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September 15, 1993 - Image 3

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Publication:
The Michigan Daily, 1993-09-15

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The Michigan Daily - Wednesday, September 15, 1993 - 3

Archer,
McPhail
lead race
for mayor
of Detroit
DETROIT (AP) - Dennis Archer
grabbed a strong lead in early mayoral
primary vote returns yesterday for the
office Coleman Young is leaving after
20 years. Sharon McPhail was leading
for the other spot on the November
ballot.
Early returns showed Archer, a
former Michigan Supreme Court jus-
tice, with 66 percent of the vote, or
13,475 votes. The totals included 51
percent of the absentee ballots and one
precinct, or about 6.8 percent of the
total vote.
McPhail, a deputy assistant in the
Wayne Countyprosecutor's office, was
on track for the second spot on the
Nov. 2 general election ballot, with 13
percent, or 2,677 votes.
In third in early returns was Arthur
Blackwell II, Wayne County Com-
mission chair and chair of the Wayne
County Port Authority, who had 1,988
votes, or 9.7 percent. U.S. Rep. John
Conyers Jr., who placed third in the
1989 mayoral primary, was fourth with
726 votes or 3.6 percent.
Thirty-two percent of the city's
576,000 registered voters cast ballots,

Clinton endorses
trade agreement

Detroit mayoral candidate Dennis Archer, considered the frontrunner in the race, votes yesterday in the Detroit primary.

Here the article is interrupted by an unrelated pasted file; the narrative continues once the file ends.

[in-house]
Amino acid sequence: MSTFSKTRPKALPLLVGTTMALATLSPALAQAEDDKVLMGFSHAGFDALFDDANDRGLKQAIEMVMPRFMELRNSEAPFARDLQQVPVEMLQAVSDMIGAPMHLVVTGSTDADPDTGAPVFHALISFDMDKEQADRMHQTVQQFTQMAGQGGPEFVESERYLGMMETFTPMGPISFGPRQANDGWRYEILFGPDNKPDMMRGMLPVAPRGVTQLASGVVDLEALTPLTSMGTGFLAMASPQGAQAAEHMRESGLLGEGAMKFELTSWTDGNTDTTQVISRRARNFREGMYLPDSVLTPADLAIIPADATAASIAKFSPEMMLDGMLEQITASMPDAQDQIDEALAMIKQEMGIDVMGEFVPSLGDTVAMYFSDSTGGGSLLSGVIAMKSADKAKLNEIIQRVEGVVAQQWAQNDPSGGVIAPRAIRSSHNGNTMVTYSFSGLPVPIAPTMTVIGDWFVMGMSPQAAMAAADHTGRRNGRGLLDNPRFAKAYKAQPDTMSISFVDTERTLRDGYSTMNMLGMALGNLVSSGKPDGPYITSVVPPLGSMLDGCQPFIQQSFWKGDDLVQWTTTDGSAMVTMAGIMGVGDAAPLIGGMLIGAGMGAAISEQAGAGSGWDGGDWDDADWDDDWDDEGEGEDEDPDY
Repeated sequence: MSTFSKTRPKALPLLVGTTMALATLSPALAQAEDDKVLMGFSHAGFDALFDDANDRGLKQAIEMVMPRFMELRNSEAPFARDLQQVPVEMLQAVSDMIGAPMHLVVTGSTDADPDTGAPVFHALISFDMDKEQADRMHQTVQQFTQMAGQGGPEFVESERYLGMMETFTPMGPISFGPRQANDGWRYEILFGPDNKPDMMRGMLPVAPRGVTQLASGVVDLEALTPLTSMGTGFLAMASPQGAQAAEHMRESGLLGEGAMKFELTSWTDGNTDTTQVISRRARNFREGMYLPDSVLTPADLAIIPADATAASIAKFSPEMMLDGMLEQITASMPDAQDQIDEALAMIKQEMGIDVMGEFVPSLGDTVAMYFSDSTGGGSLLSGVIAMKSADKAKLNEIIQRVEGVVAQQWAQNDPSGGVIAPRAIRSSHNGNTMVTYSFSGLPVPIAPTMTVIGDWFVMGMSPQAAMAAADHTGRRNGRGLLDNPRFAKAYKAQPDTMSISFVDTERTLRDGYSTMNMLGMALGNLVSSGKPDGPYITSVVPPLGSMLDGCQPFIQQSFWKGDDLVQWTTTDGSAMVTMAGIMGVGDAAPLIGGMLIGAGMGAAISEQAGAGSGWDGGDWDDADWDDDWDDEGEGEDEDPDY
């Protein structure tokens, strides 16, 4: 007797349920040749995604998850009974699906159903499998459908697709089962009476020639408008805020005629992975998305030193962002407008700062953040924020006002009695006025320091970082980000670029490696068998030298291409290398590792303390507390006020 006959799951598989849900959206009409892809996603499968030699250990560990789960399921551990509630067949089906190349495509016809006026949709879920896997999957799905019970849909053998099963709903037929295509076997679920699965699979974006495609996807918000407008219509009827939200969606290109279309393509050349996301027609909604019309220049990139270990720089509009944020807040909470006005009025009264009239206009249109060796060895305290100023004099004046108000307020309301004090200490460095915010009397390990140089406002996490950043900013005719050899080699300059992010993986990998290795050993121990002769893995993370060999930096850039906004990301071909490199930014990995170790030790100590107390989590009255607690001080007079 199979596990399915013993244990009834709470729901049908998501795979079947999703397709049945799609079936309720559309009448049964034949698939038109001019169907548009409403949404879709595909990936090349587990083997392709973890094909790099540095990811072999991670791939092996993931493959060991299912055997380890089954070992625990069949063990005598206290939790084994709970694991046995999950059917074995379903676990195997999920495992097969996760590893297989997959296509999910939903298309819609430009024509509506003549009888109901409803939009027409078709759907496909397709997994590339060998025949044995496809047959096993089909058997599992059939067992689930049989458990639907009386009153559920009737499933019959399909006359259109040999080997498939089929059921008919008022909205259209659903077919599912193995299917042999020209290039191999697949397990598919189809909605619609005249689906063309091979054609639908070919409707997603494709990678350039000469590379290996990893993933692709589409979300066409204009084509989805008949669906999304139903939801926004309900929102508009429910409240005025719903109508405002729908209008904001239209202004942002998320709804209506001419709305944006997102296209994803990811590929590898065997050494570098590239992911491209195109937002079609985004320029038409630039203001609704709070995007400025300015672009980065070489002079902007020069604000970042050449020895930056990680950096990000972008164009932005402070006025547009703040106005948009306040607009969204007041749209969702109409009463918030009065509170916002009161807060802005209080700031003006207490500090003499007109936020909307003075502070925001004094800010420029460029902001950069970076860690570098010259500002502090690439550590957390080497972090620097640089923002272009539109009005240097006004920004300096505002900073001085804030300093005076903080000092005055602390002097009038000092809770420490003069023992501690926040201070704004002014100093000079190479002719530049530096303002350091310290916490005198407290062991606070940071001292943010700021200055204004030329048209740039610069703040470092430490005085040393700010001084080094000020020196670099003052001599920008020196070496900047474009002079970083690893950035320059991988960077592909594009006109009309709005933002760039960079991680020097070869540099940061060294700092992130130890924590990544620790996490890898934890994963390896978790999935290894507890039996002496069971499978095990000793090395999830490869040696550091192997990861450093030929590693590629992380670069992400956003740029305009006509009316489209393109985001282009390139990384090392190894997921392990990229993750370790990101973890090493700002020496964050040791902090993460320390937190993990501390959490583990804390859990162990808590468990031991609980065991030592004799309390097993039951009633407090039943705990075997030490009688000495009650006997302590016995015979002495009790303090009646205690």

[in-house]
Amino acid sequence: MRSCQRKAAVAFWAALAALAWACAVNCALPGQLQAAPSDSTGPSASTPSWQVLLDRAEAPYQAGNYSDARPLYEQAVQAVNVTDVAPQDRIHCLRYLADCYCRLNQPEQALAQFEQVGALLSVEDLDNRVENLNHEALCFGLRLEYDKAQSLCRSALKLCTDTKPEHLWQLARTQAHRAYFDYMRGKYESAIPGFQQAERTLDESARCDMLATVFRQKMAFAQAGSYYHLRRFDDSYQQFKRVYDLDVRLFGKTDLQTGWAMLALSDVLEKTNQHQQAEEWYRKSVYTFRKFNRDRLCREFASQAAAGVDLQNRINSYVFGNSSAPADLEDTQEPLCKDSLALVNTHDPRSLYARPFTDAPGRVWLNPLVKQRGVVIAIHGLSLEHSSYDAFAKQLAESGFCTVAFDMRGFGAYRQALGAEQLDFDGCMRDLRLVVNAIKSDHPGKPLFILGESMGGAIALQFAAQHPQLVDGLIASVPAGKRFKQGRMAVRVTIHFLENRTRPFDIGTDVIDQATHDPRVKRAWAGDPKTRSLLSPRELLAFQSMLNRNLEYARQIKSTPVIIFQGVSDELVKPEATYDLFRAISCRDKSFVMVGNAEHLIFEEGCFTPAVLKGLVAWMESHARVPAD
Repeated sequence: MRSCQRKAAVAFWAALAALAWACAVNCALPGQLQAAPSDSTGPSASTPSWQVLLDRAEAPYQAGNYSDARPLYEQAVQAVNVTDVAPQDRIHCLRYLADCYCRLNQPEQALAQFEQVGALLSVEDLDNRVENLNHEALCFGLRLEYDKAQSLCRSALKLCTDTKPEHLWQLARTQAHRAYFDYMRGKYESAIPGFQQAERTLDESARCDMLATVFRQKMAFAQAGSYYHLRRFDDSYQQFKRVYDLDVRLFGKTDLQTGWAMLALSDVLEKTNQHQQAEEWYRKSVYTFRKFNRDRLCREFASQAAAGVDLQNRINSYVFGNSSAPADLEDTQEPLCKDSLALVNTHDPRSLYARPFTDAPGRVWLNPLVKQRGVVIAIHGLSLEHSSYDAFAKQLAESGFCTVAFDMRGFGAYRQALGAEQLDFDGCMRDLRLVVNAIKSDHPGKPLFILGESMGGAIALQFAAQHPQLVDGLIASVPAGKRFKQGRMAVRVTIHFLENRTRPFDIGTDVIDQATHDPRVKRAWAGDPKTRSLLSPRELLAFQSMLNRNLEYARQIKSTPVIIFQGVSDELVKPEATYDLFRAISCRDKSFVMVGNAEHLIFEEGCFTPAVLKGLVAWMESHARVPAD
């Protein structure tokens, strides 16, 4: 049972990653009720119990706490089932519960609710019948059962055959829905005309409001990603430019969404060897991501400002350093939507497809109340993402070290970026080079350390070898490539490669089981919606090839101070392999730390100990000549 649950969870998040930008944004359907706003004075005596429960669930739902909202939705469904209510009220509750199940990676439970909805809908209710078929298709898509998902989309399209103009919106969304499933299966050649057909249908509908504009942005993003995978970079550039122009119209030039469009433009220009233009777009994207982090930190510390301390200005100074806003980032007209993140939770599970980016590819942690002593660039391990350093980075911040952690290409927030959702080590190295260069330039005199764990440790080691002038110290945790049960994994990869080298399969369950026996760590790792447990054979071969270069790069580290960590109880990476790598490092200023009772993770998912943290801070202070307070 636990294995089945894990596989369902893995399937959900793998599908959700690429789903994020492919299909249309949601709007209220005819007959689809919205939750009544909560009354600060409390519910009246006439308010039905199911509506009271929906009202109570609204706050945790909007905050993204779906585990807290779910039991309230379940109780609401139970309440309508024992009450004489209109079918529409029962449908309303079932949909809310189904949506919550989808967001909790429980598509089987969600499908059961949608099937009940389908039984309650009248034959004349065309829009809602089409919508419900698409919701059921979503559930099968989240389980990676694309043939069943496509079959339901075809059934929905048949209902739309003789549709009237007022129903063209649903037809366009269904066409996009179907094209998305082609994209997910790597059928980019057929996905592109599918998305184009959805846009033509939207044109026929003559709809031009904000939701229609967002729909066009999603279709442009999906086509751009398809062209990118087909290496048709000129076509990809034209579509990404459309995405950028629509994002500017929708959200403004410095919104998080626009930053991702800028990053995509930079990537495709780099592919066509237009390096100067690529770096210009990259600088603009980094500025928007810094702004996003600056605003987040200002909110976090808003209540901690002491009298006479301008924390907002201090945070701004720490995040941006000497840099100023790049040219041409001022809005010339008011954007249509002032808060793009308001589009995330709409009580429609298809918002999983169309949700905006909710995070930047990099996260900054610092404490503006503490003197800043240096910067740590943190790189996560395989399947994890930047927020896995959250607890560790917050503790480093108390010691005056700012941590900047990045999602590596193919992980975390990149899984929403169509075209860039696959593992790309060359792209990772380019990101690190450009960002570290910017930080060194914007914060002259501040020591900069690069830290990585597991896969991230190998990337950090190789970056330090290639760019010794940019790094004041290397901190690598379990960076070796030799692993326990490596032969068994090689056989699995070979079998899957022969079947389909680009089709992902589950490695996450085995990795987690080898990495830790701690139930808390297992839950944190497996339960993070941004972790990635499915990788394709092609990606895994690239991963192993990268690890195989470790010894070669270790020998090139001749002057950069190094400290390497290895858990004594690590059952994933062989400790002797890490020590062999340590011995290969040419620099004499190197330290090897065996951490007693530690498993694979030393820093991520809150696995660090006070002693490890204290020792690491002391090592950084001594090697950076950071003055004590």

said deputy city clerk Jeff Blaine.
Young did not endorse anyone for
the primary. Archer served as Young's
campaign manager in 1977. McPhail
is a former Young appointee to the
Detroit Police Commission.
Young served an unprecedented
five terms before announcing on the
filing deadline June 22 that he didn't
have the energy to seek a sixth term.
News media exit polls showed
trends similar to the early returns, and
Archer, McPhail and Blackwell had
been running 1-2-3 in polls before the
primary.

WJBK-TV'sexitpollof600 voters
had Archer with 46 percent, McPhail
with 32 percent, and Blackwell with
15 percent. The poll's margin of error
of 4.5 percentage points, the station
said.
Exitpollsof1,500votersforWDIV-
TV, WXYZ-TV, WKBD-TV and the
Detroit Free Press had Archer with 51
percent, McPhail with 29 percent and
Blackwell with 13 percent. The mar-
gin of error was 2 percent.
There were 23 candidates on the
primary ballot.
Archer earned the endorsement of

the Detroit Free Press, while The De-
troit News endorsed both Archer and
McPhail for the primary. The city's
weekly Black newspaper, the Michi-
gan Chronicle, supported Archer.
He resigned from the bench in
December 1990 to begin campaign-
ing - two-and-one-half years before
Young announced he didn't have the
energy to serve as mayor for another
four-year term.
In announcing his decision this
summer, Young, 75, warned his po-
tential successor that the city faces
"enormous problems and challenges."

WASHINGTON (AP)-With three
ex-presidents standing behind him,
President Clinton signed supplemental
agreements yesterday that the White
House hopes will overcome formidable
opposition to establishing the world's
largest free trade zone.
During an elaborate East Room cer-
emony, Clinton and former presidents
George Bush, Jimmy Carter and Gerald
Ford attacked opponents of the North
American Free Trade Agreement who
they said are distorting the truth and
playing on Americans' worst fears.
Carter used the bluntest language,
zeroing in on Dallas billionaire Ross
Perot, the agreement's most vocal critic,
who has contended that the measure
will put 5.9 million American jobs in